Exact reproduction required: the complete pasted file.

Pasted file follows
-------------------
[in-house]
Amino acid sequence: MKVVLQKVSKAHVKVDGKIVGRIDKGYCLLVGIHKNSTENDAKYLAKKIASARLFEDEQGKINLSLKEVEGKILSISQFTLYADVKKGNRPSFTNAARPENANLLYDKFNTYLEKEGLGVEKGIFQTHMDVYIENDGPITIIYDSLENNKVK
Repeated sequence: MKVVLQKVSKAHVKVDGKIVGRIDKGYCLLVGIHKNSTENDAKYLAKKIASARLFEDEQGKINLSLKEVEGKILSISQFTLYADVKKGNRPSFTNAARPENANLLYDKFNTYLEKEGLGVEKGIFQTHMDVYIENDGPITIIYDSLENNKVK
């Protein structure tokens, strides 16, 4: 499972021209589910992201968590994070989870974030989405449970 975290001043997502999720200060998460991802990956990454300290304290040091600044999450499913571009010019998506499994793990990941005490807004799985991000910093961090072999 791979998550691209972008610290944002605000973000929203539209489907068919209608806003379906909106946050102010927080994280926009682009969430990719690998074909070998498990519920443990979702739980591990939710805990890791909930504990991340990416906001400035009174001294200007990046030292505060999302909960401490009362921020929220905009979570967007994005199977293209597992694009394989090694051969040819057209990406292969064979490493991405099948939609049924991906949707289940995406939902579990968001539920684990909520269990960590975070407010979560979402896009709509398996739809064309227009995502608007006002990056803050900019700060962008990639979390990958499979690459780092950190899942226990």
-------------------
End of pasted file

[in-house]
Amino acid sequence: MKVVLQKVSKAHVKVDGKIVGRIDKGYCLLVGIHKNSTENDAKYLAKKIASARLFEDEQGKINLSLKEVEGKILSISQFTLYADVKKGNRPSFTNAARPENANLLYDKFNTYLEKEGLGVEKGIFQTHMDVYIENDGPITIIYDSLENNKVK
Repeated sequence: MKVVLQKVSKAHVKVDGKIVGRIDKGYCLLVGIHKNSTENDAKYLAKKIASARLFEDEQGKINLSLKEVEGKILSISQFTLYADVKKGNRPSFTNAARPENANLLYDKFNTYLEKEGLGVEKGIFQTHMDVYIENDGPITIIYDSLENNKVK
């Protein structure tokens, strides 16, 4: 499972021209589910992201968590994070989870974030989405449970 975290001043997502999720200060998460991802990956990454300290304290040091600044999450499913571009010019998506499994793990990941005490807004799985991000910093961090072999 791979998550691209972008610290944002605000973000929203539209489907068919209608806003379906909106946050102010927080994280926009682009969430990719690998074909070998498990519920443990979702739980591990939710805990890791909930504990991340990416906001400035009174001294200007990046030292505060999302909960401490009362921020929220905009979570967007994005199977293209597992694009394989090694051969040819057209990406292969064979490493991405099948939609049924991906949707289940995406939902579990968001539920684990909520269990960590975070407010979560979402896009709509398996739809064309227009995502608007006002990056803050900019700060962008990639979390990958499979690459780092950190899942226990």